The Palestinian President, Mahmoud Abbas, has termed the Holocaust the “most heinous crime” in the modern era and voiced sympathy for families of its victims. It marks a definitive break with tendencies in the Arab world to play down or deny the Nazi murder of six million Jews during the Second World War.
Mr Abbas’s office published the remarks, which he made last week to a visiting US rabbi, Marc Schneier, who leads an organisation promoting Jewish-Muslim ties, to coincide with the eve of Holocaust Remembrance Day in Israel.
“President Abbas said that what happened to the Jews in the Holocaust is the most heinous crime to have occurred against humanity in the modern era,” his office said. “He expressed sympathy with the families of the victims and many other innocent people who were killed by the Nazis.”
The overture to Israeli public opinion also coincided with a severe crisis in Israeli-Palestinian relations, coming just three days after Israel’s hardline government suspended troubled peace talks in response to Mr Abbas’s forging a national reconciliation agreement with Hamas, the militant Islamic group whose charter advocates the destruction of Israel.
Mr Abbas, 79, said: “The Palestinian people, who suffer from injustice, oppression and are denied freedom and peace are the first to demand to lift the injustice and racism that befell other people subjected to such crimes.”
His office added: “On the incredibly sad commemoration of Holocaust Day, we call on the Israeli government to seize the current opportunity to conclude a just and comprehensive peace in the region, based on the two-state vision – Israel and Palestine living side by side in peace and security.”
The Israeli Prime Minister, Benjamin Netanyahu, was quick to dismiss the statement, saying: “Hamas denies the Holocaust amid its efforts to make a new Holocaust through destroying Israel. This is what Abu Mazen [Mr Abbas] chose to make an alliance with last week. Instead of making declarations to placate international public opinion he must choose [between Hamas and peace with Israel].”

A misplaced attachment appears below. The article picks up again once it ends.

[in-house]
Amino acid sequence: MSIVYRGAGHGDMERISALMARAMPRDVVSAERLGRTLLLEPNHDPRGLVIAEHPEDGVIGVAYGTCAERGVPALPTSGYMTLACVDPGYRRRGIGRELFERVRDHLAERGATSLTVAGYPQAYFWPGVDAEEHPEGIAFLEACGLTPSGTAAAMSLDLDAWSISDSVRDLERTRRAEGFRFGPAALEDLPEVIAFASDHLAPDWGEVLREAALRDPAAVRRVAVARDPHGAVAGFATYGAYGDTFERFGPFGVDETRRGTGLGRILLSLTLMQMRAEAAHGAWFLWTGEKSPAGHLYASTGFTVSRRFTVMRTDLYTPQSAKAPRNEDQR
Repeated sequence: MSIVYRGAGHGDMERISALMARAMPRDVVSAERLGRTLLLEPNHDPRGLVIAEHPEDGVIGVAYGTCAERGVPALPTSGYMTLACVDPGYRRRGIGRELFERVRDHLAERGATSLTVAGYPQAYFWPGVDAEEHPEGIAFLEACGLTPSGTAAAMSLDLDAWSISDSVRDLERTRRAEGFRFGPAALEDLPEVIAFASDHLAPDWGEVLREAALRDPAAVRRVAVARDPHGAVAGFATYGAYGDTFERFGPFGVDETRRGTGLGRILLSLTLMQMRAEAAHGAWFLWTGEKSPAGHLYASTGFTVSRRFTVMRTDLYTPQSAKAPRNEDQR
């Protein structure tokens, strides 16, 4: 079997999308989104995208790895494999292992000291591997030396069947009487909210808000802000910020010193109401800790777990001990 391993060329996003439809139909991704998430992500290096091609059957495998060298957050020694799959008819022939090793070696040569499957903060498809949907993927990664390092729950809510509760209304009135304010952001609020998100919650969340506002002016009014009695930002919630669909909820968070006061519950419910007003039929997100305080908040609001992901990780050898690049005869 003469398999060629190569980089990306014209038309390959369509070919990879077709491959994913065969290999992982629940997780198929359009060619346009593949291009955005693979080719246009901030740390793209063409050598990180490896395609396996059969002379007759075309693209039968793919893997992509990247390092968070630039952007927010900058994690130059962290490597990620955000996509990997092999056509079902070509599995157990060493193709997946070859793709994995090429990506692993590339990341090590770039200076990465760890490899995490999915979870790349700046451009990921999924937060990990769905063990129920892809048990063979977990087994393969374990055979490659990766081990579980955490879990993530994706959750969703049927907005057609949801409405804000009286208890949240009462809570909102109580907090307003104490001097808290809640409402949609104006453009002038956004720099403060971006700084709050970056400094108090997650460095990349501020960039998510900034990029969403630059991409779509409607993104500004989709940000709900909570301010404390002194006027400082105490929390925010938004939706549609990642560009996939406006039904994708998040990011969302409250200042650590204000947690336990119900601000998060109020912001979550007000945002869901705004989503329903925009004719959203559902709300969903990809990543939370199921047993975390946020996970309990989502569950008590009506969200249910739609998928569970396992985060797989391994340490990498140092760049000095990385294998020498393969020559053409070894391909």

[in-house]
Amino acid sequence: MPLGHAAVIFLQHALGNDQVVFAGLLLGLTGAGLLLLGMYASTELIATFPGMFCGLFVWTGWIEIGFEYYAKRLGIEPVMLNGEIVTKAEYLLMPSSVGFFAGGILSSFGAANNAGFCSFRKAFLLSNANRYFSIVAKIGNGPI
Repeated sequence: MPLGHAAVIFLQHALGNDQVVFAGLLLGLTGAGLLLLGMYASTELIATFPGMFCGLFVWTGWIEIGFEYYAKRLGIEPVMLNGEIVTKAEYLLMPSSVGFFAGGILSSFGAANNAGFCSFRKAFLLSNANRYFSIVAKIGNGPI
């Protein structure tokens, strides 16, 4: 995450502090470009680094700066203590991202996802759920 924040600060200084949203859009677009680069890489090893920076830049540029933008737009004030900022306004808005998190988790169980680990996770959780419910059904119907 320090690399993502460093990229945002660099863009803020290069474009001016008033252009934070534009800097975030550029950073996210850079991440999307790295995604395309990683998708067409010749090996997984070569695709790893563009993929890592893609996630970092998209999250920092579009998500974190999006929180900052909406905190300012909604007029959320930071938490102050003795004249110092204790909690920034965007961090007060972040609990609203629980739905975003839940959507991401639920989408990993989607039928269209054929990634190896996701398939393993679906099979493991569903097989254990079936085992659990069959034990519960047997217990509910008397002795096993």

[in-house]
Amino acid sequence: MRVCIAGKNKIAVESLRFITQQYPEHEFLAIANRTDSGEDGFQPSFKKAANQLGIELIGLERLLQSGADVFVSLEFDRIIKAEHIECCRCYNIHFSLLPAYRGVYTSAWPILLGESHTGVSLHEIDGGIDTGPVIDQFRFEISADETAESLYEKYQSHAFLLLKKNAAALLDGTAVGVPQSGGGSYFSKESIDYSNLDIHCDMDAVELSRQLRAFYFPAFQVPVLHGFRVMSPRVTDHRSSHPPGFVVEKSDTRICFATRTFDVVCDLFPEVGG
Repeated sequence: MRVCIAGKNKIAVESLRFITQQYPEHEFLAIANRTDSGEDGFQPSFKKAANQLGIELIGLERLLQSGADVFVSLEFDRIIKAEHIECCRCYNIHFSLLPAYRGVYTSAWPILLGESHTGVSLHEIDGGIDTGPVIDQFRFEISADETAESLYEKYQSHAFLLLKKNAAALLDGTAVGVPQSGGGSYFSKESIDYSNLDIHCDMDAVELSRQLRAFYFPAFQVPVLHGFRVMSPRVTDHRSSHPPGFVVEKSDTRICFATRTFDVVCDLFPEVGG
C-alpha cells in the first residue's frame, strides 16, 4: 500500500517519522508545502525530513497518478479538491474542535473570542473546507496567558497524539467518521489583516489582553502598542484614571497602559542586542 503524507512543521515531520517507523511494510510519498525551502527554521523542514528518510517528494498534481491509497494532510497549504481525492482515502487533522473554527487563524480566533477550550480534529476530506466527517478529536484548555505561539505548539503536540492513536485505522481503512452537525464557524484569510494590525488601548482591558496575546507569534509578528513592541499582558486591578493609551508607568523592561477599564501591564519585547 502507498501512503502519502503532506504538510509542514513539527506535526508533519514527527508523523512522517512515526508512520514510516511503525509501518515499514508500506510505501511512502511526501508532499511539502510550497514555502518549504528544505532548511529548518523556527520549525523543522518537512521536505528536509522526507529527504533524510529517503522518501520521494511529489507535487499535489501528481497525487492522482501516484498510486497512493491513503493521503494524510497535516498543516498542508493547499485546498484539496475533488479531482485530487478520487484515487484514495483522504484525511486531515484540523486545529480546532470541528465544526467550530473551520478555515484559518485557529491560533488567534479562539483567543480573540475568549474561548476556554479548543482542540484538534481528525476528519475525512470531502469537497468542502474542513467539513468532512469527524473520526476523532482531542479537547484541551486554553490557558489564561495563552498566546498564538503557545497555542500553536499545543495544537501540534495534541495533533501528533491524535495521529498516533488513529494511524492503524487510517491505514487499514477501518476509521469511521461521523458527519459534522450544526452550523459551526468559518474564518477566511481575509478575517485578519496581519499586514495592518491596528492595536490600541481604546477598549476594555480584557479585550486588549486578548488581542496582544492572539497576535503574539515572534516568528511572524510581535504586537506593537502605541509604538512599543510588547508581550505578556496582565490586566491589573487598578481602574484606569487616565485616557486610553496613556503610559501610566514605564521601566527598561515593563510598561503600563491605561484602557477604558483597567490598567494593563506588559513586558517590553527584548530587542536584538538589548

On Saturday, Mr Abbas declared that the new Palestinian government to ensue from the reconciliation pact would recognise Israel and condemn violence. He called on Israel to accept his conditions for extending peace talks, namely a freeze on illegal settlement construction in the occupied West Bank and the release of a group of prisoners Israel was obliged to free on 29 March but did not. Israeli officials termed Mr Abbas’s conditions “verification of the killing” of the peace talks.
Uri Chanoch, 86, a member of the board of several leading Holocaust survivors’ organisations in Israel, was guardedly welcoming of the Palestinian leader’s remarks about the Holocaust. “It is good that he said it. How much it will influence politics I don’t know. Politics has its own calculations. In the atmosphere following his wedding with Hamas, it seems the most correct thing he did. You can say it is positive. Maybe this will have a few small percentages of influence but not more.”
Traditionally, many Palestinians have felt that recognition of the Holocaust would detract from their own cause and suffering, including displacement by Israel in 1948 and military occupation.
For Mr Abbas, making the statement meant coming full circle since 1984, when he published a book based on his doctoral thesis, alleging that the Holocaust was exaggerated and that Zionists created “the myth” that six million Jews were murdered.
When he became Prime Minister in 2003, he wrote that the Holocaust was an unforgivable crime against the Jewish nation and humanity. In 2012, one of his advisers, Ziyad Bandak, visited the former concentration camp at Auschwitz in Poland and laid a wreath, prompting condemnation by Hamas leaders.
On Sunday, Hassan Youssef, a Hamas leader in the West Bank, declined to comment on Mr Abbas’s remarks.